Origin of Sharps
adjective, sharp·er, sharp·est.
- (of a tone) raised a chromatic half step in pitch: F sharp.
- above an intended pitch, as a note; too high (opposed to flat1def 26b).
verb (used with object)
verb (used without object)
- a tone one chromatic half step above a given tone.
- (in musical notation) the symbol ♯ indicating this.
Origin of sharp
Synonyms for sharp
Antonyms for sharp
Related Words for sharpscharacter, tone, sign, forger, rascal, thief, crook, cheater, counterfeiter, charlatan, musician, magician, prodigy, hone, whet, flat, scale, natural, figure, degree
Examples from the Web for sharps
Contemporary Examples of sharps
Feather had recorded as a pianist, and although he would never put Oscar Peterson out of business, he knew his sharps and flats.Music Criticism Has Degenerated Into Lifestyle Reporting
March 18, 2014
I shuffle through the sheet music, avoiding tunes in keys with more than two sharps or flats, until I hit on “Old Shanghai.”Beck’s Album ‘Song Reader’ Is All Sheet Music. We Take It for a Spin
December 29, 2012
We waste untold time and untold millions of dollars on a tedious fixation with blades and sharps.What Pilots Fear
September 3, 2009
Historical Examples of sharps
It concerns the magistrate to defend the flats; to punish the sharps.The Comic Latin Grammar
The big Sharps boomed; the saddles emptied to their booming.When the West Was Young
Frederick R. Bechdolt
Our three were at the time "Sharps," "Upcutts," and "Bakers."A Labrador Doctor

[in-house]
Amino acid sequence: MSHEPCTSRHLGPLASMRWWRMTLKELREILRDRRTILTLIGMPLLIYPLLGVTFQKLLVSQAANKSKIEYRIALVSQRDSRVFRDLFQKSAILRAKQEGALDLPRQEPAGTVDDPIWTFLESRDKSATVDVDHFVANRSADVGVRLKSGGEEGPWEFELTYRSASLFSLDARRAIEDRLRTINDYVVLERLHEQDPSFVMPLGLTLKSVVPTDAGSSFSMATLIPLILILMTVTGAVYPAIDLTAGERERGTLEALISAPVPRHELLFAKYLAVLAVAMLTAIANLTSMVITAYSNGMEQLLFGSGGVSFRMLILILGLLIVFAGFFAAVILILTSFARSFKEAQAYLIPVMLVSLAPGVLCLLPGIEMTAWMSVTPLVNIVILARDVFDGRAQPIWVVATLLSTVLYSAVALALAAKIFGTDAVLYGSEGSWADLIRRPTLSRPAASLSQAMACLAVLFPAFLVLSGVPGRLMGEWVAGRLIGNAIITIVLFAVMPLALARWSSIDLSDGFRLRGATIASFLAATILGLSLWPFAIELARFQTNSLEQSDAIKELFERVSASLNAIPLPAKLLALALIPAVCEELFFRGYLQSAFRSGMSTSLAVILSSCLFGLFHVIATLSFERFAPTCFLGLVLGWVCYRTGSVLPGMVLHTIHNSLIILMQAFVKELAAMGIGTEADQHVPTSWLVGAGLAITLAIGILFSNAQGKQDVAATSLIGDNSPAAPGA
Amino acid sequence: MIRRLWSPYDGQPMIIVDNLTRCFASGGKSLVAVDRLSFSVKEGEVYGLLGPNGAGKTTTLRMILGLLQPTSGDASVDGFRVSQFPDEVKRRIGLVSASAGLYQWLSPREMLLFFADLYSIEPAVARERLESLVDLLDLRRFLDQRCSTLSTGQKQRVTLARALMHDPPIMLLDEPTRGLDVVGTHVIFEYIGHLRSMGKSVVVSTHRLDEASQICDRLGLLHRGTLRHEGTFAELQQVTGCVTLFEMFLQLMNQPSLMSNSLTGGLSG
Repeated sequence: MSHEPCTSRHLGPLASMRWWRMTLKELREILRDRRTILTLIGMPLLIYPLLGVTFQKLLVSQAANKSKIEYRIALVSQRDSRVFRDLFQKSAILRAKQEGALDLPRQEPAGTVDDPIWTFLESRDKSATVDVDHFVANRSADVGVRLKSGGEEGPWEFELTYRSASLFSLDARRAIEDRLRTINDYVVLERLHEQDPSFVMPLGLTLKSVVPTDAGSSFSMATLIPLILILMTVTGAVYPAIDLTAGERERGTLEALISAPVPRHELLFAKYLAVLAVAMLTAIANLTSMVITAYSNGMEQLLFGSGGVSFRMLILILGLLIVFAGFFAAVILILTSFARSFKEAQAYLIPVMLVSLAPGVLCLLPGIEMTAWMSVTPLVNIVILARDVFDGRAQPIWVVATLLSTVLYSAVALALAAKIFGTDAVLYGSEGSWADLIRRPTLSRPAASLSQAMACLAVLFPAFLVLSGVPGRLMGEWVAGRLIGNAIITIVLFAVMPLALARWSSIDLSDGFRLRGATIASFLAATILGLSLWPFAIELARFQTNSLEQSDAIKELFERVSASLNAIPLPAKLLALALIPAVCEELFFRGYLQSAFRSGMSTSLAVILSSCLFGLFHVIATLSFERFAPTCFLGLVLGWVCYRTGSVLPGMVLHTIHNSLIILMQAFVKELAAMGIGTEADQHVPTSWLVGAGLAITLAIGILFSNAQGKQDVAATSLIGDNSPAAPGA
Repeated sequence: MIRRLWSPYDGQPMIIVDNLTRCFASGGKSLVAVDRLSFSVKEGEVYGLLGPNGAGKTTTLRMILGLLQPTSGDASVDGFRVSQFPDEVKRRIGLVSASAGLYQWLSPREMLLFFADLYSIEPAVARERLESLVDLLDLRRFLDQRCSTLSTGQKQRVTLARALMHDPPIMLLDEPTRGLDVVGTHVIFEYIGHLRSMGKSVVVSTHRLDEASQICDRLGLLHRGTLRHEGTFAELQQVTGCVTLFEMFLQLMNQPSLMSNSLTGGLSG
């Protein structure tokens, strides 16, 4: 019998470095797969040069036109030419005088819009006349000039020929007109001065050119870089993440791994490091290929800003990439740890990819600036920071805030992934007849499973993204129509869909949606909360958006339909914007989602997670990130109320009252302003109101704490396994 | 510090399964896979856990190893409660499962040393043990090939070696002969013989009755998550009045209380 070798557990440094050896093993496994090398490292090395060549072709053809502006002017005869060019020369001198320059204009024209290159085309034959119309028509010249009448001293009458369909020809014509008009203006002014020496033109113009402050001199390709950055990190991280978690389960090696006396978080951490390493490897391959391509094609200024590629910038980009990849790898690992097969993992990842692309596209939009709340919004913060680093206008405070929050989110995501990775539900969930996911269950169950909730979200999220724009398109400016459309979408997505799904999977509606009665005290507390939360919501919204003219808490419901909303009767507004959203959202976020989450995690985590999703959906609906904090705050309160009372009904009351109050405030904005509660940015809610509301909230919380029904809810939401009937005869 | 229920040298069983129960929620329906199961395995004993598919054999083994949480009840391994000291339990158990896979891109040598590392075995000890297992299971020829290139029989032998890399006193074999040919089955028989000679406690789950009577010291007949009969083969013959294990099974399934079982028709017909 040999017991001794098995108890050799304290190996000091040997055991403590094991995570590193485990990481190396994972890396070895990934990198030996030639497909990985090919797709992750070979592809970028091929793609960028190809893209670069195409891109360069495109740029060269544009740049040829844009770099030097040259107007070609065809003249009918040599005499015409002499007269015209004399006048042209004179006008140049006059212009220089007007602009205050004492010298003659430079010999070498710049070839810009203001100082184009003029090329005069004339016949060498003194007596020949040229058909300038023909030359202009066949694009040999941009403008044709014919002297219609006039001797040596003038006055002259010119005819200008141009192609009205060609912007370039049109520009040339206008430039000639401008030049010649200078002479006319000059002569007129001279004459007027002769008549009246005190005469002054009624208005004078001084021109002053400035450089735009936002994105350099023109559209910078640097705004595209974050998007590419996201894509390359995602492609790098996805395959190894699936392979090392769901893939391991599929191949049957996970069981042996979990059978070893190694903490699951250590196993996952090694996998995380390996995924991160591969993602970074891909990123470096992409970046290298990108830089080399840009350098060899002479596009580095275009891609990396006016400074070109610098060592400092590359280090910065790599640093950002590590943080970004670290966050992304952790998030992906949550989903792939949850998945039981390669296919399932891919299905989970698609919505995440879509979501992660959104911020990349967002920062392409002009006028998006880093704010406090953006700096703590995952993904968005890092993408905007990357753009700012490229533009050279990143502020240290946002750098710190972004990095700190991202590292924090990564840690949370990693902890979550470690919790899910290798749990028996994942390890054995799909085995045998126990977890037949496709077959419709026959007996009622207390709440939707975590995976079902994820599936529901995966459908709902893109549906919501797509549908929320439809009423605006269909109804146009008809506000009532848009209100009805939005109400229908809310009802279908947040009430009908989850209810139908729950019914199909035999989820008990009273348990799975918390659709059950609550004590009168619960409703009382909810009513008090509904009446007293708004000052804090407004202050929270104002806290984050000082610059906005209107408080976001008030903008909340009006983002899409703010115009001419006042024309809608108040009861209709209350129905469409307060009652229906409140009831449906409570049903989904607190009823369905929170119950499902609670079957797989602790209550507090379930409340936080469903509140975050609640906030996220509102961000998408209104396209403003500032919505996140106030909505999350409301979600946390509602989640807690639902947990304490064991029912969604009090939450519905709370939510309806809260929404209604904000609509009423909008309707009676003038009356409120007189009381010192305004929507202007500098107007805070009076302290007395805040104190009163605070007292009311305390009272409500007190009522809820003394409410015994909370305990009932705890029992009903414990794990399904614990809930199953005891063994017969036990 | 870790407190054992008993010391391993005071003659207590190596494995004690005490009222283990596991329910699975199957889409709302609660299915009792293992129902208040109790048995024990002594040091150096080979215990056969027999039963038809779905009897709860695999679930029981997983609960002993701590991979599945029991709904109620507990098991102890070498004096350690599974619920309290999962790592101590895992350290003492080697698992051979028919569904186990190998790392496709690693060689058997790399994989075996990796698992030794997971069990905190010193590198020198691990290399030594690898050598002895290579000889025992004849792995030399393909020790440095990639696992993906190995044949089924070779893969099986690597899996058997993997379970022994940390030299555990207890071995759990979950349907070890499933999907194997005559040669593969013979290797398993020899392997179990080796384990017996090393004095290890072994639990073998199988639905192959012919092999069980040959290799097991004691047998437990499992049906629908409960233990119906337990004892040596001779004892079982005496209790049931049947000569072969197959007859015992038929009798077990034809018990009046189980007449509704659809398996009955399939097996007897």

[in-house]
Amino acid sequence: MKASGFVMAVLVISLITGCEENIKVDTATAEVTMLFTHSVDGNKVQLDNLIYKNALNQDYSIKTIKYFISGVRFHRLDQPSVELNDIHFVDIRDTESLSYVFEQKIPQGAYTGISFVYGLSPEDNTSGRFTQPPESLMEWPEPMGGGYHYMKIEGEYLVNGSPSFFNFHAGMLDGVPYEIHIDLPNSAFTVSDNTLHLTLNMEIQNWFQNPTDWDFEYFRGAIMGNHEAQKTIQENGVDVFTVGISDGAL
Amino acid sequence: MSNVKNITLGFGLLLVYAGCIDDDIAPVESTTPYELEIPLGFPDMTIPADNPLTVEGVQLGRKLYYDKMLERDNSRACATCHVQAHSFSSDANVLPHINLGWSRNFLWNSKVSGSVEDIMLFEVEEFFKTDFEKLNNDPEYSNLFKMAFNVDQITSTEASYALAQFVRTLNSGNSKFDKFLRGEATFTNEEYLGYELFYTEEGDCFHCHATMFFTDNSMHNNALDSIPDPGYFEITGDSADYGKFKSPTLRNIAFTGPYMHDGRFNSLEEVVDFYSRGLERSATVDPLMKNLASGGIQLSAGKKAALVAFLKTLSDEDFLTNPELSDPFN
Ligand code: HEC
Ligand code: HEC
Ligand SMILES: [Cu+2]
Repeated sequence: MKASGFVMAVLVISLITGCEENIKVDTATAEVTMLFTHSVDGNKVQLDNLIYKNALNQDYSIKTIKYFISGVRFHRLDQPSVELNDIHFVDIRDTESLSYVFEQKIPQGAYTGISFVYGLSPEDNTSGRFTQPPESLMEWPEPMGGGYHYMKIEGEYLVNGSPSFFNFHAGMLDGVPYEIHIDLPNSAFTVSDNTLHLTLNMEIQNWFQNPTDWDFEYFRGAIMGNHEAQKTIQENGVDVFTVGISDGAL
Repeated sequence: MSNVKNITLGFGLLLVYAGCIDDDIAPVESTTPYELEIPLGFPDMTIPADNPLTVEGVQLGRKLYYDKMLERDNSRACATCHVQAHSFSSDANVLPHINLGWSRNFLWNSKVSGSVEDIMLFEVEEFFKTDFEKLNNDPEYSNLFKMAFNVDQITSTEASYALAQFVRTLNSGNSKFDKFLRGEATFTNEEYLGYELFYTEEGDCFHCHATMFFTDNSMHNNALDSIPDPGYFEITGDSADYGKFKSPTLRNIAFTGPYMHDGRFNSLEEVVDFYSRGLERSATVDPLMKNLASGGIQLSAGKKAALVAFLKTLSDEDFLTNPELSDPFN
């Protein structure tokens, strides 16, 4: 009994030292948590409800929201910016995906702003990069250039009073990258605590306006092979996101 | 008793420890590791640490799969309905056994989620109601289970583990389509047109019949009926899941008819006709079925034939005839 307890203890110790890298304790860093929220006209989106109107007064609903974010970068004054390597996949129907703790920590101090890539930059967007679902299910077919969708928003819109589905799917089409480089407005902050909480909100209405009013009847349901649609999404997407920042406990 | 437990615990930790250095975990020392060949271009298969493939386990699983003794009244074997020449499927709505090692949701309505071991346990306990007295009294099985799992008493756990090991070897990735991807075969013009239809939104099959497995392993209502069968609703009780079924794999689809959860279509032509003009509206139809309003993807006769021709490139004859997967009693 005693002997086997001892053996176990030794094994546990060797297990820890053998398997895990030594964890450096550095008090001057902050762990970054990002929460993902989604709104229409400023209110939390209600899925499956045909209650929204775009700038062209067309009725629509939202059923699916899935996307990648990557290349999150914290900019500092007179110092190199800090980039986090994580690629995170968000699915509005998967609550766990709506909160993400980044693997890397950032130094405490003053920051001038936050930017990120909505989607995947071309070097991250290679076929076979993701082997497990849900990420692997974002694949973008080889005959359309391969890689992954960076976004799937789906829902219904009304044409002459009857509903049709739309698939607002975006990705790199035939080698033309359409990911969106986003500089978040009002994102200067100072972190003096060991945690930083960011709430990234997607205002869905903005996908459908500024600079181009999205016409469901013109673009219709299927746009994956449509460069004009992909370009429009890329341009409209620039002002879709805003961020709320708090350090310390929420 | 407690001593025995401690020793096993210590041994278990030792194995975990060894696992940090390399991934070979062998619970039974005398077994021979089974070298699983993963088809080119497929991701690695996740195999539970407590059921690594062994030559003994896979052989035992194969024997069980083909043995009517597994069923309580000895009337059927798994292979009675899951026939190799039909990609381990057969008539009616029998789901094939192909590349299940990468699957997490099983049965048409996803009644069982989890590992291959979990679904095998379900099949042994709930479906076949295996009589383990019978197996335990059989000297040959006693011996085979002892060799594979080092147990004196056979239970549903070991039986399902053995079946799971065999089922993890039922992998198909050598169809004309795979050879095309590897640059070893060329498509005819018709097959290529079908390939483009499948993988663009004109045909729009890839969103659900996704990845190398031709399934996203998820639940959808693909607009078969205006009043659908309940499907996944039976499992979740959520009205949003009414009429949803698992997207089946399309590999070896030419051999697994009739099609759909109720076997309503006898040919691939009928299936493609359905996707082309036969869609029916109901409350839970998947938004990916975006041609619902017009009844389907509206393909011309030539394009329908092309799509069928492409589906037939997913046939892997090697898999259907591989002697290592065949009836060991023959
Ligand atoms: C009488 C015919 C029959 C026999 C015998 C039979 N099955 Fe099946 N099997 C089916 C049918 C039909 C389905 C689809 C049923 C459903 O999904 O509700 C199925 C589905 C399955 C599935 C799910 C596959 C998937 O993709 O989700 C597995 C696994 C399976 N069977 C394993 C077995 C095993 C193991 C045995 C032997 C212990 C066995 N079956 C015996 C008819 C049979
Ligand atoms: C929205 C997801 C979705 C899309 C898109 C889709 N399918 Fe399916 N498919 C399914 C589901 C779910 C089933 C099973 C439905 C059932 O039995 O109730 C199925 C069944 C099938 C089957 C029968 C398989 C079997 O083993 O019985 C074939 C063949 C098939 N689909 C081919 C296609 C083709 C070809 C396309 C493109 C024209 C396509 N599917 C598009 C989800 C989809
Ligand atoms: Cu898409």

Wilfred Thomason Grenfell
One accustomed to the sharps of the legal profession can do this sort of thing.An Outcast
F. Colburn Adams
You know if it were not for the flats, how could the sharps live?Six Years in the Prisons of England
A Merchant - Anonymous
- (immediately postpositive)denoting a note that has been raised in pitch by one chromatic semitoneB sharp
- (of an instrument, voice, etc) out of tune by being or tending to be too high in pitchCompare flat 1 (def. 23)
- too smart
- an accidental that raises the pitch of the following note by one chromatic semitoneUsual symbol: ♯
- a note affected by this accidentalCompare flat 1 (def. 35)
Word Origin for sharp
type of breech-loading single-shot rifle, 1850, from J. Christian Sharps (1811-1874), U.S. gunsmith.
Old English scearp "having a cutting edge; pointed; intellectually acute, active, shrewd; keen (of senses); severe; biting, bitter (of tastes)," from Proto-Germanic *skarpaz, literally "cutting" (cf. Old Saxon scarp, Old Norse skarpr, Old Frisian skerp, Dutch scherp, German scharf "sharp"), from PIE *(s)ker- (1) "to cut" (cf. Lettish skarbs "sharp," Middle Irish cerb "cutting;" see shear).
The figurative meaning "acute or penetrating in intellect or perception" was in Old English; hence "keenly alive to one's own interests, quick to take advantage" (1690s). Of words or talk, "cutting, sarcastic," from early 13c. Meaning "distinct in contour" is from 1670s. The adverbial meaning "abruptly" is from 1836; that of "promptly" is first attested 1840. The musical meaning "half step above (a given tone)" is from 1570s. Meaning "stylish" is from 1944, hepster slang, from earlier general slang sense of "excellent" (1940). Phrase sharp as a tack first recorded 1912 (sharp as a needle has been around since Old English). Sharp-shinned attested from 1704 of persons, 1813 of hawks.
In addition to the idioms beginning with sharp
- sharp as a tack
- sharp practice
- keep an eye (a sharp lookout) for
- look sharp